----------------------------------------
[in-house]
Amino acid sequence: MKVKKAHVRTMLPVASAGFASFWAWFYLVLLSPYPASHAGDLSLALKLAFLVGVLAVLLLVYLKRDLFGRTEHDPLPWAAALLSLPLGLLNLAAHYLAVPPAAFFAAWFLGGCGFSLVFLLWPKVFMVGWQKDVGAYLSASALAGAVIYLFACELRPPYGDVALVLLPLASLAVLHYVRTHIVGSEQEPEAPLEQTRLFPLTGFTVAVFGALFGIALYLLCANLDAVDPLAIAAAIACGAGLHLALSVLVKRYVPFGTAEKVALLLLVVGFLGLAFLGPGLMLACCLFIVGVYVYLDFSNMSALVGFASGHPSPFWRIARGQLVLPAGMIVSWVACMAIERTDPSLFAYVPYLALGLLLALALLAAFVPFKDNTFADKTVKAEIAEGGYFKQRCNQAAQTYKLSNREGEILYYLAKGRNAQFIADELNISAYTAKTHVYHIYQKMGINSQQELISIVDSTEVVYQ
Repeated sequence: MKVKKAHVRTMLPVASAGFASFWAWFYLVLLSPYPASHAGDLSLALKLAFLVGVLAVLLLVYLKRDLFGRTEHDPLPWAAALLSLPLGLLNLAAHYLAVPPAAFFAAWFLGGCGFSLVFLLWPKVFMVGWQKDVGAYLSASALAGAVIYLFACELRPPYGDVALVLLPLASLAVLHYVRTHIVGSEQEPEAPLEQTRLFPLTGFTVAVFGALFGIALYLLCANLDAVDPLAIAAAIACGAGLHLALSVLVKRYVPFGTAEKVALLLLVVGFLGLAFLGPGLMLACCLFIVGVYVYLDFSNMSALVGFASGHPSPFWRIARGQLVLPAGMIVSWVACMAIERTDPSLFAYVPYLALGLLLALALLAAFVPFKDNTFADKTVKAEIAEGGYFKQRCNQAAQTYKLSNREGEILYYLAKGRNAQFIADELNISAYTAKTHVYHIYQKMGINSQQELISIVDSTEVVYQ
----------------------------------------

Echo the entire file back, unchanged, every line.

[in-house]
Amino acid sequence: MKVKKAHVRTMLPVASAGFASFWAWFYLVLLSPYPASHAGDLSLALKLAFLVGVLAVLLLVYLKRDLFGRTEHDPLPWAAALLSLPLGLLNLAAHYLAVPPAAFFAAWFLGGCGFSLVFLLWPKVFMVGWQKDVGAYLSASALAGAVIYLFACELRPPYGDVALVLLPLASLAVLHYVRTHIVGSEQEPEAPLEQTRLFPLTGFTVAVFGALFGIALYLLCANLDAVDPLAIAAAIACGAGLHLALSVLVKRYVPFGTAEKVALLLLVVGFLGLAFLGPGLMLACCLFIVGVYVYLDFSNMSALVGFASGHPSPFWRIARGQLVLPAGMIVSWVACMAIERTDPSLFAYVPYLALGLLLALALLAAFVPFKDNTFADKTVKAEIAEGGYFKQRCNQAAQTYKLSNREGEILYYLAKGRNAQFIADELNISAYTAKTHVYHIYQKMGINSQQELISIVDSTEVVYQ
Repeated sequence: MKVKKAHVRTMLPVASAGFASFWAWFYLVLLSPYPASHAGDLSLALKLAFLVGVLAVLLLVYLKRDLFGRTEHDPLPWAAALLSLPLGLLNLAAHYLAVPPAAFFAAWFLGGCGFSLVFLLWPKVFMVGWQKDVGAYLSASALAGAVIYLFACELRPPYGDVALVLLPLASLAVLHYVRTHIVGSEQEPEAPLEQTRLFPLTGFTVAVFGALFGIALYLLCANLDAVDPLAIAAAIACGAGLHLALSVLVKRYVPFGTAEKVALLLLVVGFLGLAFLGPGLMLACCLFIVGVYVYLDFSNMSALVGFASGHPSPFWRIARGQLVLPAGMIVSWVACMAIERTDPSLFAYVPYLALGLLLALALLAAFVPFKDNTFADKTVKAEIAEGGYFKQRCNQAAQTYKLSNREGEILYYLAKGRNAQFIADELNISAYTAKTHVYHIYQKMGINSQQELISIVDSTEVVYQ